Let me share the story behind my own discovery of Avalkas Gorge, the coolest geological wonder on the island of Cyprus. As a resident of this Mediterranean island for more than forty years, I have my favorite spots that are off-the-beaten-path. Cyprus is known for its ancient archaeological sites, but it also has pristine wild landscapes for those who crave a Cyprus adventure.
I had just finished a long snorkeling session, during which I was able to explore some of the younger, semi-submerged sea caves. As I emerged from the sea, I had a sudden urge for cold beer, so I worked my way back up the coastline to the small restaurant at Ayios Yeorgios.
It was late in the afternoon, so as I sat down and started drinking, I noticed several locals, both fishermen and farmer-types, were gathering here talking and playing cards, drinking coffee or brandy. One of them, an older balding man named Savvas, struck up a conversation with me, asking me the usual stuff, like “Where you from?” “What are you doing here?” This man, Savvas, had an air of importance to him, and it seemed that when he spoke, everybody else at the table remained silent, almost in deference to him. I later found out that Savvas had just retired from the Customs Dept., and he was locally famous for being the first custom’s agent to work at the newly opened Paphos Airport.
As I said, all of that was some twenty years ago. Little did I know at the time, but the Avakas Gorge was to become a place of great power and importance to my life. Over the next several years, I walked, hopped, climbed, clambered, fell and banged my knees through nearly every nook and cranny of this fantastic canyon system. At first, I would just follow the goats, who knew by instinct the easiest and logical paths through the gorge and along the steep cliffs. After a while, I felt so comfortable in the place that I was able to earn my living by organizing trekking excursions for adventurous tourists from the nearby hotel resort of Paphos.
Avakas Gorge: A Cyprus Natural Wonder
Today, the Avakas Gorge is considered one of Cyprus’ most spectacular natural wonders. One of the deepest and narrowest limestone canyons on the island, it runs for a distance of approximately 8kms East-West, forming the centerpiece of an area called the Peyia Forest.
Although the gorge lies less than 2 kms inland from the sea, it is so deeply incised within the chalky terrain that its precise location cannot be observed from the coast. Nestled inside the hills, it exists as a hidden valley. Indeed, unless you happen to stumble across it by accident, you can only find the place by taking a nondescript dirt track leading from the seashore into the juniper forest.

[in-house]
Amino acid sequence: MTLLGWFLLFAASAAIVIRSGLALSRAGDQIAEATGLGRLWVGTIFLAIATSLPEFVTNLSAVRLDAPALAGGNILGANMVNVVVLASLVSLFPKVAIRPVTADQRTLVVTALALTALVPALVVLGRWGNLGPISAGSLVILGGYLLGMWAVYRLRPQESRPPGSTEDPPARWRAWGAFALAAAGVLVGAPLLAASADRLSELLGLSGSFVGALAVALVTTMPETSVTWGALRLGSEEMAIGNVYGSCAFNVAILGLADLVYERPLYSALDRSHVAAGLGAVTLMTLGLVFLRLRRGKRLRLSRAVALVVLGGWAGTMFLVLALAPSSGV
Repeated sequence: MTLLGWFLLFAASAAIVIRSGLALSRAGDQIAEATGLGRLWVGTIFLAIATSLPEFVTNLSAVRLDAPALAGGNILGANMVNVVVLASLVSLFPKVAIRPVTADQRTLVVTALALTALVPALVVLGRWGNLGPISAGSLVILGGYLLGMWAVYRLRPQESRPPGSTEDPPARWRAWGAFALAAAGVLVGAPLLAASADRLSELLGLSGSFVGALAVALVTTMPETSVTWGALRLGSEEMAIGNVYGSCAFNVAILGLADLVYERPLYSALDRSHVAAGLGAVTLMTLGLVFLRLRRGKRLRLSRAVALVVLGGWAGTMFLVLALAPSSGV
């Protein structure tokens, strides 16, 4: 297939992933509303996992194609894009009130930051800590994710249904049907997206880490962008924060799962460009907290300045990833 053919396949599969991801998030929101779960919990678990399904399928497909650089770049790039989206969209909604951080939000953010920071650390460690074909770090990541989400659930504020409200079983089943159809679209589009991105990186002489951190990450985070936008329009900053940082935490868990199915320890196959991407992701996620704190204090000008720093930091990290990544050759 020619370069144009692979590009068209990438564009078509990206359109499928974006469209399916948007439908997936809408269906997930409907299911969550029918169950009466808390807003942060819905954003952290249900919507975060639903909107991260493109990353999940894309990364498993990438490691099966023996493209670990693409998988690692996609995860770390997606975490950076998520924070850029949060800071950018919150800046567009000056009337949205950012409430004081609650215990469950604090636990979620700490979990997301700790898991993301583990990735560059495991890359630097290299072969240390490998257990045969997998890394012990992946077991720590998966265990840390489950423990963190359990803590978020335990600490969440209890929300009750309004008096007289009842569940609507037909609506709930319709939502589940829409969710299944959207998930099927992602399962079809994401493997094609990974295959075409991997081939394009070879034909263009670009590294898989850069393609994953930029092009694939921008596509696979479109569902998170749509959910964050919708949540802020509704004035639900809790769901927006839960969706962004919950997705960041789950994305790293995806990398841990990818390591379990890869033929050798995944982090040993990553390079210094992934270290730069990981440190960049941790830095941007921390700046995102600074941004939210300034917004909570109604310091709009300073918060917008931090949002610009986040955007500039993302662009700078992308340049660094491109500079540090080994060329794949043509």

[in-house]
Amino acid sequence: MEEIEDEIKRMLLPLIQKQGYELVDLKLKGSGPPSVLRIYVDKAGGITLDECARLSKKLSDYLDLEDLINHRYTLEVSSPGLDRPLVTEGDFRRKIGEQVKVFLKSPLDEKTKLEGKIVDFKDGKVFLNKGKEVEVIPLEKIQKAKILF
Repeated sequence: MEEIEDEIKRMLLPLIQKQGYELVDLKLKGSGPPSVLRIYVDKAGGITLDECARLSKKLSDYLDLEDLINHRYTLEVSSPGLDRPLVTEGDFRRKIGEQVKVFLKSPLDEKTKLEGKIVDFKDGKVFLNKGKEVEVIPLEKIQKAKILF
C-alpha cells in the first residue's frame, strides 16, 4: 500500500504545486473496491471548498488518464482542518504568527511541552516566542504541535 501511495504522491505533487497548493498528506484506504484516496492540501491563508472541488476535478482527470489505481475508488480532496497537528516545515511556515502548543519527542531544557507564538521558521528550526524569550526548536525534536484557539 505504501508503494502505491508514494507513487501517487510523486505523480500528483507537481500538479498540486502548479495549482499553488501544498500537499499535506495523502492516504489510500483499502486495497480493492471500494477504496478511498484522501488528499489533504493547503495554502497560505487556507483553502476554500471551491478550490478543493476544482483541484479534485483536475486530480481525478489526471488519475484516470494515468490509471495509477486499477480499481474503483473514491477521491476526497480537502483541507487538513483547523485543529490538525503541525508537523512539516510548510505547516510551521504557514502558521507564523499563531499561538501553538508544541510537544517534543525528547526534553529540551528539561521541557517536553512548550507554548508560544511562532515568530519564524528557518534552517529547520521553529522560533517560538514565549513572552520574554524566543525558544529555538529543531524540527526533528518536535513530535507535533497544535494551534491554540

If you know exactly which narrow goat path to follow, you will find yourself walking down a small river floodplain where huge boulders of gypsum sit, their salinities crystals glistening in the sun. The gorge itself begins several hundred meters further on, where giant cliffs protrude high above the river banks, casting deep shadows on the landscape below.
The cliffs, composed of two distinct rock units, pose a sort of a geological riddle. The lower two-thirds are composed of young chalky marls (i.e. fine-grained limestone) of the Pliocene epoch, dated to ca. 4–5 million years ago. They are overlain by much older deposits of coralline limestone belonging to the Miocene epoch, which are 7–5 million years old. Normally, younger sediments are found on top of older rocks, so the reversed situation in the gorge is rather mysterious. It can perhaps be explained by suggesting some great mass movement or earthquake even re-deposited the older limestone on top of the younger chalky material.
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Highlights of Hiking the Avakas Gorge
Walking beneath the cliffs, one notices swifts, rock doves and kestrels flying overhead, encircling their nesting sites in the heights above. As you move past the cliffs and into the gorge, several changes take place: the temperature suddenly drops several degrees and a forest of deciduous trees and pink-flowering oleander erupts around you. This all has to do with the micro-climate effect within the gorge. Even in the heat of summer, it’s always cool inside the gorge. Parts of it, perennially enshrouded in shade, never see direct sunlight, and there is always a sweet-scented breeze caused by evaporating spring waters running down the stream-bed.
The most impressive part of the gorge is encountered soon after entering the stream-bed. Sheer walls of limestone rise some 30 meters in height and gradually come closer and closer together to form a natural “tunnel.” The tunnel runs for nearly 100 meters in length and is one of the most unique geomorphologic features in Cyprus.
Near the start of the tunnel, where the gap between the walls closes to only two meters or so, a huge lump of rock protrudes through the tunnel ceiling, hanging precariously overhead. This is actually a large boulder of coralline limestone which was dislodged from the Miocene deposit higher up and which came crashing down on top of the tunnel during some past earthquake event long ago. By chance, the boulder happened to enter the tunnel at its narrowest point, where it remains today suspended almost like an icon in mid-flight!
When viewed from certain angles, it looks as if the boulder might fall through the opening at any moment. Close analysis, however, shows that the giant monolith is firmly wedged between the tunnel walls, where it is likely to remain until the next great earthquake!